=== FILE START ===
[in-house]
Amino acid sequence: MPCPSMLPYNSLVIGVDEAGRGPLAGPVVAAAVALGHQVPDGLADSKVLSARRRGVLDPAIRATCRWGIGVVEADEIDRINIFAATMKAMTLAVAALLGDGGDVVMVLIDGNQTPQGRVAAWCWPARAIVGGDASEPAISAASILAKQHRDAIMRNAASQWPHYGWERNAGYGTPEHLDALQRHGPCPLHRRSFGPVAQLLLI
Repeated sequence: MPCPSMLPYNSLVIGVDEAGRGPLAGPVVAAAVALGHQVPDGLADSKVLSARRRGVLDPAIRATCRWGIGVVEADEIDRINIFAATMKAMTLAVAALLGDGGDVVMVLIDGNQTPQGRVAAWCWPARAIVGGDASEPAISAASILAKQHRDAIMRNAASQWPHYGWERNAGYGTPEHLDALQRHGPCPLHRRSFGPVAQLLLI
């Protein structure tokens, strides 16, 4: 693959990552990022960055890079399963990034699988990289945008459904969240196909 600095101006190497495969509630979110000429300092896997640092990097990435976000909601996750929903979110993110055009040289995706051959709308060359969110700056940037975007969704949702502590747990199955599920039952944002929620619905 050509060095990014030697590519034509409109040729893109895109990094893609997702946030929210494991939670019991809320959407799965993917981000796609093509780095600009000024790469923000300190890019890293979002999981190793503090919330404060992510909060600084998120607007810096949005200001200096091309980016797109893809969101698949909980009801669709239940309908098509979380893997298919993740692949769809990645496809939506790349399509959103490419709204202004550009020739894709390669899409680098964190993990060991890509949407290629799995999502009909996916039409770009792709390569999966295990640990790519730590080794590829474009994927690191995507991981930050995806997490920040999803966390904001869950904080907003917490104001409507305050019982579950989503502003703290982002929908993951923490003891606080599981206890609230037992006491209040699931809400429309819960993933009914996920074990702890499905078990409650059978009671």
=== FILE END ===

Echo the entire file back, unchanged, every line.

[in-house]
Amino acid sequence: MPCPSMLPYNSLVIGVDEAGRGPLAGPVVAAAVALGHQVPDGLADSKVLSARRRGVLDPAIRATCRWGIGVVEADEIDRINIFAATMKAMTLAVAALLGDGGDVVMVLIDGNQTPQGRVAAWCWPARAIVGGDASEPAISAASILAKQHRDAIMRNAASQWPHYGWERNAGYGTPEHLDALQRHGPCPLHRRSFGPVAQLLLI
Repeated sequence: MPCPSMLPYNSLVIGVDEAGRGPLAGPVVAAAVALGHQVPDGLADSKVLSARRRGVLDPAIRATCRWGIGVVEADEIDRINIFAATMKAMTLAVAALLGDGGDVVMVLIDGNQTPQGRVAAWCWPARAIVGGDASEPAISAASILAKQHRDAIMRNAASQWPHYGWERNAGYGTPEHLDALQRHGPCPLHRRSFGPVAQLLLI
């Protein structure tokens, strides 16, 4: 693959990552990022960055890079399963990034699988990289945008459904969240196909 600095101006190497495969509630979110000429300092896997640092990097990435976000909601996750929903979110993110055009040289995706051959709308060359969110700056940037975007969704949702502590747990199955599920039952944002929620619905 050509060095990014030697590519034509409109040729893109895109990094893609997702946030929210494991939670019991809320959407799965993917981000796609093509780095600009000024790469923000300190890019890293979002999981190793503090919330404060992510909060600084998120607007810096949005200001200096091309980016797109893809969101698949909980009801669709239940309908098509979380893997298919993740692949769809990645496809939506790349399509959103490419709204202004550009020739894709390669899409680098964190993990060991890509949407290629799995999502009909996916039409770009792709390569999966295990640990790519730590080794590829474009994927690191995507991981930050995806997490920040999803966390904001869950904080907003917490104001409507305050019982579950989503502003703290982002929908993951923490003891606080599981206890609230037992006491209040699931809400429309819960993933009914996920074990702890499905078990409650059978009671």